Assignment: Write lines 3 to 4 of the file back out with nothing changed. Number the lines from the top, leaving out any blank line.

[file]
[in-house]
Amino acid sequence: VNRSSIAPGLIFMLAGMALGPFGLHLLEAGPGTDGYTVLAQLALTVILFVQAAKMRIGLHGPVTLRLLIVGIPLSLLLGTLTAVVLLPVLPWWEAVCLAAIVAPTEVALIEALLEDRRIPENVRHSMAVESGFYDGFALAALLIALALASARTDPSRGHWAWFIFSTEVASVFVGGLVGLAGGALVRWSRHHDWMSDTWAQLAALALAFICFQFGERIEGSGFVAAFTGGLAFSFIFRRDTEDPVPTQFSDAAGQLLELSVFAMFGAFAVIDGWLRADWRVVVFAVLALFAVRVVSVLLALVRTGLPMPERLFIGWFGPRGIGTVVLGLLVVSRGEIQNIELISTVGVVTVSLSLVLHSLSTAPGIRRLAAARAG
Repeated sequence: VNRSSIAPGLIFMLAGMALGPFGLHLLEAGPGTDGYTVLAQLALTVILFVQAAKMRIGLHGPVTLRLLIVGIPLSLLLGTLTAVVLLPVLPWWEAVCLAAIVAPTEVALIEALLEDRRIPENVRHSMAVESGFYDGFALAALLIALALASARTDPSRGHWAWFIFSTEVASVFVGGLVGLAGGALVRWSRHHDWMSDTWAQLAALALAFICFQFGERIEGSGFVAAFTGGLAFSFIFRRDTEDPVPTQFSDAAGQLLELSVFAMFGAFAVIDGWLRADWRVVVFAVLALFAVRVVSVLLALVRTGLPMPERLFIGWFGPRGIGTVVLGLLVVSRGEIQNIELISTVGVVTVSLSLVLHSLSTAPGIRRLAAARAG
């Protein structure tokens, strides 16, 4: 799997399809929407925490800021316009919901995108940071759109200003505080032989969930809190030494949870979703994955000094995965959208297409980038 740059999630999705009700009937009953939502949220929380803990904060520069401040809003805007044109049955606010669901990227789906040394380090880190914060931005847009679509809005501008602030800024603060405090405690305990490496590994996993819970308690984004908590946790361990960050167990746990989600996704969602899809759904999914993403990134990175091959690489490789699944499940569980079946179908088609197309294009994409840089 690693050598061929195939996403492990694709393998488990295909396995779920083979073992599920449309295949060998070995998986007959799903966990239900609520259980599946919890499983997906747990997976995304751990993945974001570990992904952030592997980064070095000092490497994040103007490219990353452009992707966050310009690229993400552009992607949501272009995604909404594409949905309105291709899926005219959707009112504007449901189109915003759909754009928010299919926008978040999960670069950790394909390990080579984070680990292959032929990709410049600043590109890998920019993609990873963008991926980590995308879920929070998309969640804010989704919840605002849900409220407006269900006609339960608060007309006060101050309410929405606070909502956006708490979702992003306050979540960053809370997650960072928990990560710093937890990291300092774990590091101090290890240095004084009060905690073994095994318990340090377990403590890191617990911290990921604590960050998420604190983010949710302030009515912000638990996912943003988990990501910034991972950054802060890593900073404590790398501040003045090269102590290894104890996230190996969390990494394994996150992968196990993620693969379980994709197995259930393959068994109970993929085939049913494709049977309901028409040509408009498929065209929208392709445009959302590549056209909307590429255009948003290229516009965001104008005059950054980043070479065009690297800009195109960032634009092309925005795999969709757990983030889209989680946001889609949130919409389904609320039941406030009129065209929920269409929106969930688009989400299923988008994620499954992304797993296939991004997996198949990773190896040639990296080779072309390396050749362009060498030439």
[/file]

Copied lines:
Repeated sequence: VNRSSIAPGLIFMLAGMALGPFGLHLLEAGPGTDGYTVLAQLALTVILFVQAAKMRIGLHGPVTLRLLIVGIPLSLLLGTLTAVVLLPVLPWWEAVCLAAIVAPTEVALIEALLEDRRIPENVRHSMAVESGFYDGFALAALLIALALASARTDPSRGHWAWFIFSTEVASVFVGGLVGLAGGALVRWSRHHDWMSDTWAQLAALALAFICFQFGERIEGSGFVAAFTGGLAFSFIFRRDTEDPVPTQFSDAAGQLLELSVFAMFGAFAVIDGWLRADWRVVVFAVLALFAVRVVSVLLALVRTGLPMPERLFIGWFGPRGIGTVVLGLLVVSRGEIQNIELISTVGVVTVSLSLVLHSLSTAPGIRRLAAARAG
């Protein structure tokens, strides 16, 4: 799997399809929407925490800021316009919901995108940071759109200003505080032989969930809190030494949870979703994955000094995965959208297409980038 740059999630999705009700009937009953939502949220929380803990904060520069401040809003805007044109049955606010669901990227789906040394380090880190914060931005847009679509809005501008602030800024603060405090405690305990490496590994996993819970308690984004908590946790361990960050167990746990989600996704969602899809759904999914993403990134990175091959690489490789699944499940569980079946179908088609197309294009994409840089 690693050598061929195939996403492990694709393998488990295909396995779920083979073992599920449309295949060998070995998986007959799903966990239900609520259980599946919890499983997906747990997976995304751990993945974001570990992904952030592997980064070095000092490497994040103007490219990353452009992707966050310009690229993400552009992607949501272009995604909404594409949905309105291709899926005219959707009112504007449901189109915003759909754009928010299919926008978040999960670069950790394909390990080579984070680990292959032929990709410049600043590109890998920019993609990873963008991926980590995308879920929070998309969640804010989704919840605002849900409220407006269900006609339960608060007309006060101050309410929405606070909502956006708490979702992003306050979540960053809370997650960072928990990560710093937890990291300092774990590091101090290890240095004084009060905690073994095994318990340090377990403590890191617990911290990921604590960050998420604190983010949710302030009515912000638990996912943003988990990501910034991972950054802060890593900073404590790398501040003045090269102590290894104890996230190996969390990494394994996150992968196990993620693969379980994709197995259930393959068994109970993929085939049913494709049977309901028409040509408009498929065209929208392709445009959302590549056209909307590429255009948003290229516009965001104008005059950054980043070479065009690297800009195109960032634009092309925005795999969709757990983030889209989680946001889609949130919409389904609320039941406030009129065209929920269409929106969930688009989400299923988008994620499954992304797993296939991004997996198949990773190896040639990296080779072309390396050749362009060498030439």